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Pediatr Infect Dis J. 2010 Aug;29(8):694-8. doi: 10.1097/INF.0b013e3181de4b9c.

Clinical and microbiologic features associated with novel swine-origin influenza A pandemic 2009 (H1N1) virus in children: a prospective cohort study.

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  • 1The Royal Children's Hospital Melbourne, Parkville, Victoria, Australia.



Novel swine-origin influenza A pandemic 2009 (H1N1) virus (S-OIV) infection in the context of other respiratory viruses circulating in winter has not been studied.


Clinical and microbiologic data were collected prospectively from 444 consecutive patients presenting with an influenza-like illness (ILI) to a large pediatric hospital at the beginning of the S-OIV outbreak in Australia.


Of 444 patients, 119 had polymerase chain reaction-confirmed S-OIV. Influenza A virus was detected by direct immunofluorescence in only 69 of these. Overall, inadequate respiratory samples were more common with rayon than flocked swabs (P = 0.01). The mean age of patients with S-OIV was higher than those with another cause of an ILI (10.2 vs. 6.4 years; P < 0.0001). The commonest symptoms in S-OIV were fever (93%) and cough (92%), followed by coryza (78%), sore throat (72%), headache (59%), myalgia (49%), vomiting (23%), and diarrhea (16%). Clinical features did not discriminate between patients with S-OIV and those with another ILI, except headache and myalgia, which were more common in children younger than 5 years who had S-OIV than those who did not (headache: P < 0.0001; myalgia: P = 0.0004). More patients with S-OIV had contact with a confirmed case but contact history had insufficient positive predictive value (44%) and negative predictive value (78%) for identifying S-OIV. Only 2% of the patients had a history of travel, and only 1 of these had S-OIV.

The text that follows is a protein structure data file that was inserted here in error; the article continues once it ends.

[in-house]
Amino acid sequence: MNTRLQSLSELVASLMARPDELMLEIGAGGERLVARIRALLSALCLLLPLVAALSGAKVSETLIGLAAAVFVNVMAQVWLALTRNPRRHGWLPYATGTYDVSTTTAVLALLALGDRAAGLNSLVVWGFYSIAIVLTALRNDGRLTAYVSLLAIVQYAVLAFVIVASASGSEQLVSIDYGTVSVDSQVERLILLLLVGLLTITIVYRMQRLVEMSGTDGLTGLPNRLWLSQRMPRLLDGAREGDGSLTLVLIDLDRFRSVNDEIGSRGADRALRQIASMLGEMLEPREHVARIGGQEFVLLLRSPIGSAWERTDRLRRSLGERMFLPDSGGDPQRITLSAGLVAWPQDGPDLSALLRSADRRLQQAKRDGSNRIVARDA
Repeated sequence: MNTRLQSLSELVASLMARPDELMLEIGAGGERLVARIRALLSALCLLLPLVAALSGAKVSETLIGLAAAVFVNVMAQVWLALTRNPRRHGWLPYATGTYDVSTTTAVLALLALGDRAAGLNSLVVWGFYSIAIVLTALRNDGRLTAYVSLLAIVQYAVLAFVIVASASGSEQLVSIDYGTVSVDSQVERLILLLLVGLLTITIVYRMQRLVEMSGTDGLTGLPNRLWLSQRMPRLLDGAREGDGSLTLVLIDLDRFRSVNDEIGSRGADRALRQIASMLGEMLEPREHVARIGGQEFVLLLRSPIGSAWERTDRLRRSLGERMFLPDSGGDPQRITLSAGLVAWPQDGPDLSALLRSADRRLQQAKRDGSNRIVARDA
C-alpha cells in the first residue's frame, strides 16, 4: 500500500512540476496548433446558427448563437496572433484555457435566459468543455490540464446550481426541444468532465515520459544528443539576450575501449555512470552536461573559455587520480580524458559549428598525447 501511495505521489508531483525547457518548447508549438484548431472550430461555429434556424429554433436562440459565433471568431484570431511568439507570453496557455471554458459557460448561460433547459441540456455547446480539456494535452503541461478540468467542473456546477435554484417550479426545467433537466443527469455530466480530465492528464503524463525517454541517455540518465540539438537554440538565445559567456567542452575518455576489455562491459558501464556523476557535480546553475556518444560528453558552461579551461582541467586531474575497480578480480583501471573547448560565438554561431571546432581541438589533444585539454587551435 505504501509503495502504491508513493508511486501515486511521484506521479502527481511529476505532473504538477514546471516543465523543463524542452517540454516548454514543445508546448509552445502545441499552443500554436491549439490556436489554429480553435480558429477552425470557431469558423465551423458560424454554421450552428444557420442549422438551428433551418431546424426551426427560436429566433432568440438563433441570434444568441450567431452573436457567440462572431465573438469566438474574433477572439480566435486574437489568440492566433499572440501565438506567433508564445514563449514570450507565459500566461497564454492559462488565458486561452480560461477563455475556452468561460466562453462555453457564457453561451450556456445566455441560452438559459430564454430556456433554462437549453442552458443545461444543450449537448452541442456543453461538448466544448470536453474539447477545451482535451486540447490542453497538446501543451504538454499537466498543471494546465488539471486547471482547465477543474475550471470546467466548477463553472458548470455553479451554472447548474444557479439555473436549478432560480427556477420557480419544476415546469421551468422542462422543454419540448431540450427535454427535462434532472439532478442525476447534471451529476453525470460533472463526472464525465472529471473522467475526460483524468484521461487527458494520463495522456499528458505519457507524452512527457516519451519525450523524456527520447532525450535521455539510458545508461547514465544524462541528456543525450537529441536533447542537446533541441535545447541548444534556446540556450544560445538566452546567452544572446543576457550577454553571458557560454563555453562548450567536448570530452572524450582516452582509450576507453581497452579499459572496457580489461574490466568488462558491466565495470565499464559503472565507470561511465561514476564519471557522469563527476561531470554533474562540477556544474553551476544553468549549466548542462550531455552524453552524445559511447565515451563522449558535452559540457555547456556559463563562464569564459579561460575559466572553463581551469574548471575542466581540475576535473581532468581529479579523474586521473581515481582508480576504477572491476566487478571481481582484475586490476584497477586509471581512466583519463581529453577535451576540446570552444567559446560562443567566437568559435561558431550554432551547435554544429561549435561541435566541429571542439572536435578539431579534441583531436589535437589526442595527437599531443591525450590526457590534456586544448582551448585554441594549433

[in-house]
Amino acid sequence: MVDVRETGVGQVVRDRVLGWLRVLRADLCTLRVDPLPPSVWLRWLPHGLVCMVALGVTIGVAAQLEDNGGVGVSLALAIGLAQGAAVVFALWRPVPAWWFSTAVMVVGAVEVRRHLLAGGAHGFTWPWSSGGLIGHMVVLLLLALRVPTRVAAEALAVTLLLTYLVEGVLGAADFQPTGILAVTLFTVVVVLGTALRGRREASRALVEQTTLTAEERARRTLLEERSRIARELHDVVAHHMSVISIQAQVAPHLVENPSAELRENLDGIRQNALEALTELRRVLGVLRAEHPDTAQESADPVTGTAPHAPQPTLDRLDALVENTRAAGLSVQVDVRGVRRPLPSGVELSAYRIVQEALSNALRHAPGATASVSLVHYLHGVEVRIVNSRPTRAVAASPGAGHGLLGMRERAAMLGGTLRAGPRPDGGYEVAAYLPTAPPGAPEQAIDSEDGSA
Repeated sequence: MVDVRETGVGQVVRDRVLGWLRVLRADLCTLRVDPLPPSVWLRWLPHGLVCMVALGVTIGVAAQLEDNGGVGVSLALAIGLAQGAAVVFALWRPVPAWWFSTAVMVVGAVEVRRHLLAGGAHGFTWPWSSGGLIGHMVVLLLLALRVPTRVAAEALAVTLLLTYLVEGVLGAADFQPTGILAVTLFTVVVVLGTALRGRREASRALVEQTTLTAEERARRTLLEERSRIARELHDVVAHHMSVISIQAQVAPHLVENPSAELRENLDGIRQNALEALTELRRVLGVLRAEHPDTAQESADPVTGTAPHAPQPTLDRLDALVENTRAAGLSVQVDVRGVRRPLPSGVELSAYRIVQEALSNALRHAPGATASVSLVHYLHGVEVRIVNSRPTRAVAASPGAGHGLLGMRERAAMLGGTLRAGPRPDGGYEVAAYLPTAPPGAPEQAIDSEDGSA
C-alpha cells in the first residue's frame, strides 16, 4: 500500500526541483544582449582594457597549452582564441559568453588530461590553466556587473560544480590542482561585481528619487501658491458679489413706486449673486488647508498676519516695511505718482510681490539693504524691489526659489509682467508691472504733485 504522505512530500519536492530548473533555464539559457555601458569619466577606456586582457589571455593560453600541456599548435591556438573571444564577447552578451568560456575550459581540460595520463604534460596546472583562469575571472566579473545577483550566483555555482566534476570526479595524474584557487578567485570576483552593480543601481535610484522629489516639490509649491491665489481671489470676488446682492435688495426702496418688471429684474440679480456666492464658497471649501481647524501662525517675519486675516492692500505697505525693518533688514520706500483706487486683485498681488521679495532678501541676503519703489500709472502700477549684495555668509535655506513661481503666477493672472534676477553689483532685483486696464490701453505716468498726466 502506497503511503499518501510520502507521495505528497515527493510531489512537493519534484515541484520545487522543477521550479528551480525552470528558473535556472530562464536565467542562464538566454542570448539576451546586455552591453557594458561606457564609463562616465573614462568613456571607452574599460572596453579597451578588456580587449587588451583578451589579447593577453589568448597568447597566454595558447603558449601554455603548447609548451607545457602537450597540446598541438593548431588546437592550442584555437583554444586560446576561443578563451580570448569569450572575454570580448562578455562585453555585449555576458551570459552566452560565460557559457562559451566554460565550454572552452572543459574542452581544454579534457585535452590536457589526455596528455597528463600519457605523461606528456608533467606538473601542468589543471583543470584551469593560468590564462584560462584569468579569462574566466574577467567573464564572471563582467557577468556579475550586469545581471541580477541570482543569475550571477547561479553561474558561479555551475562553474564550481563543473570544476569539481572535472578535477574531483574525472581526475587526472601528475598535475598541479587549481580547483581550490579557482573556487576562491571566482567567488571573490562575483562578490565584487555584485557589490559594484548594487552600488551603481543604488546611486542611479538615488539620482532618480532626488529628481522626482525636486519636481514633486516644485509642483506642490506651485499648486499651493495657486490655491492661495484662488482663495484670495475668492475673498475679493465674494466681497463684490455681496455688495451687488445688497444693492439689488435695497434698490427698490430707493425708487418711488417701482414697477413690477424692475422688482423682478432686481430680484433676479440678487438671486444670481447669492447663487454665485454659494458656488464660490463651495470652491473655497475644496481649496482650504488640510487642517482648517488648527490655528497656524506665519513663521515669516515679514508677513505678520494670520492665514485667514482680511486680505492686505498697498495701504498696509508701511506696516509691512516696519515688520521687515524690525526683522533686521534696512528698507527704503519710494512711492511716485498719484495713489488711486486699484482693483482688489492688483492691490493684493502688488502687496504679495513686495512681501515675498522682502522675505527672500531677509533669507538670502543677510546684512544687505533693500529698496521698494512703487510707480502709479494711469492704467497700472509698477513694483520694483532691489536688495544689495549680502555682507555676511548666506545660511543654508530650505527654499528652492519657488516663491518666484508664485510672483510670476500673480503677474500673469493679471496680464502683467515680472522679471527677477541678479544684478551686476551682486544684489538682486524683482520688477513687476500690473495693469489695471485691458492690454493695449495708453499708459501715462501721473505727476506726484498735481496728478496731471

A clinical case definition is unlikely to be useful for discriminating patients with S-OIV from those with another cause of an ILI during winter. Direct immunofluorescence for influenza A cannot be used alone to reliably detect S-OIV.

[PubMed - indexed for MEDLINE]
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